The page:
Many famous people from the fashion, film, artistic and musical fields came together at the Metropolitan Museum of Art for The Costume Institute Gala. This is an annual event and in honour of raising money for the Met’s Costume Institute and to celebrate the grand opening of their latest exhibition, with the theme Heavenly Bodies: Fashion and the Catholic Imagination.
What should have just been a wonderful event filled with beauty and amazing famous faces like Rihanna, Selena Gomez, Blake Lively, Lily Collins, Zendaya and Kim Kardashian (also my Queen, Emma Stone), showing off grand, extraordinary outfits, actually caused a rise of conflict and controversy.
I was first alerted by this controversy by my cousin, who is a Catholic. She’s now started her own blog called Uitwaaien, which she hasn’t yet posted on but will soon, so please go check her out and support her! She’s an intelligent mind with a lot of opinions and thoughts. Anyways, I digress.
When I first heard about the conflict and offence, on the internet and amongst religious people, this caused, it got me thinking about both sides of this debate.
A poll on Harper’s Bazar showed that about 88% of people knew that this would cause backlash even before the event took place. The Vatican had approved of the theme of the exhibit but a lot of Catholics were upset, stating “my religion is not your f*cking #MetGala dress” and “the Met Gala has no shame for disrespecting my religion”.
However, it wasn’t just Catholics and religious people, who were annoyed and angered by this. People, who are against Catholics and the church, were also angered by “glorifying a religion notorious of rape, child abuse and molestation”.
The Met Gala and this year’s theme was said to be a form of cultural appropriation, using the religion as decoration. It’s similar to using the religion of Islam as the theme, where these famous people would be dressed with aspects of the religion and hijabs, which has a much broader meaning and purpose than using it as a decoration and fashion piece.
The costumes were also perceived as sexualising the religion. As much as I love Rihanna, a lot of people described her Pope inspired dress as “disgusting” and “offensive”. Other celebrities like Katy Perry wore a set of angel wings and others wore crucifixes, which also caused a bit of a stir.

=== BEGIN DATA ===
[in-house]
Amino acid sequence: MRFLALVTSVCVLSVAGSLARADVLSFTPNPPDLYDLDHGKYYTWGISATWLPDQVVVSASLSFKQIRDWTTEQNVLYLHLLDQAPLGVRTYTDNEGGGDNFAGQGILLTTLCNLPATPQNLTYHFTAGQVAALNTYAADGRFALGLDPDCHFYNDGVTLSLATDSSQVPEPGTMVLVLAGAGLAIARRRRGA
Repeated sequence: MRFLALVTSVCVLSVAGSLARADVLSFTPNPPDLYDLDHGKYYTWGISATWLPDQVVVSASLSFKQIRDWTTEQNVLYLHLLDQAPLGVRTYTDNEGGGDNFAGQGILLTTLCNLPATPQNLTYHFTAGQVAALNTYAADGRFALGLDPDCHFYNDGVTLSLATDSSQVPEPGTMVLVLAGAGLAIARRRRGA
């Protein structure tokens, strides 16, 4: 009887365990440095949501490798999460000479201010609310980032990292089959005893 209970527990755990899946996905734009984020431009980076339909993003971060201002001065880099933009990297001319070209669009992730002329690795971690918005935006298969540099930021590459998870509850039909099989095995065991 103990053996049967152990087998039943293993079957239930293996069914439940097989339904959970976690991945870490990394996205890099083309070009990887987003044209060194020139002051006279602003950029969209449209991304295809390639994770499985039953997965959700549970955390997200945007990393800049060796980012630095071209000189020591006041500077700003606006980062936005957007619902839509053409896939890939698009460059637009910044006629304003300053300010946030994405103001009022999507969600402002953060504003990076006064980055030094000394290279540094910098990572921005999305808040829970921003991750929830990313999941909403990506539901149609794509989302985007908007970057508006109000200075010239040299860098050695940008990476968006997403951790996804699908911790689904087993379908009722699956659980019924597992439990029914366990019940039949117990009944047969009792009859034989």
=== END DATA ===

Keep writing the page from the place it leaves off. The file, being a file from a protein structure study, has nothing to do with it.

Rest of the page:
Despite all this, with the Met Gala sexualising the religion, using aspects of it as decoration and to “spice” up their outfits, Catholicism has been in art for decades. Fashion is a form of art, too. I understand that the art produced years and years and years ago, with aspects of Catholicism isn’t sexualising the religion and represents it in association with the bible but Catholicism is such a prominent theme in art and, agree or not, the Met Gala could be a way of representing Catholicism in this modern day and age. The Vatican did approve of it and their intentions weren’t to completely rip out the meaning and purpose of the religion. It could be their way of shedding light and positivity on a religion, that, actually, a lot of people perceive as dark and old-fashioned. As well as this, a big proportion of the celebrities that took part in this event are also a member of Christianity, Catholicism, or were raised Catholic, for example, Selena Gomez, Rihanna and even Kylie Jenner.
I do think it’s wrong to say that “Rihanna is now the new God and Pope” and to compare all Catholics to what the Romans did as a way to argue with people using Catholicism as a theme but I personally do not think it was cultural appropriation. Maybe I’m biased because I’m not religious but I think the Met Gala was a way to celebrate the church. What happened actually doesn’t really fit into the definition of cultural appropriation, even though it’s wrong for people to adopt part of the religion as if it’s their identity, as Catholicism is not the ‘minority culture’ (also why you can’t compare it to Islam). In addition, the Met Gala was not an example of a dominant group of people adopting aspects of the religion.
I think the Met Gala was definitely a misrepresentation of what it means to be a Catholic and could have been approached differently. I think the Vatican could have thought twice about approving the theme but at the same time, this event also created a lot of discussions about Catholicism, the dark sides of it, yes, but also the good.
What are your thoughts? I’d love to hear your opinions, both from the point of view of a religious person and non-religious.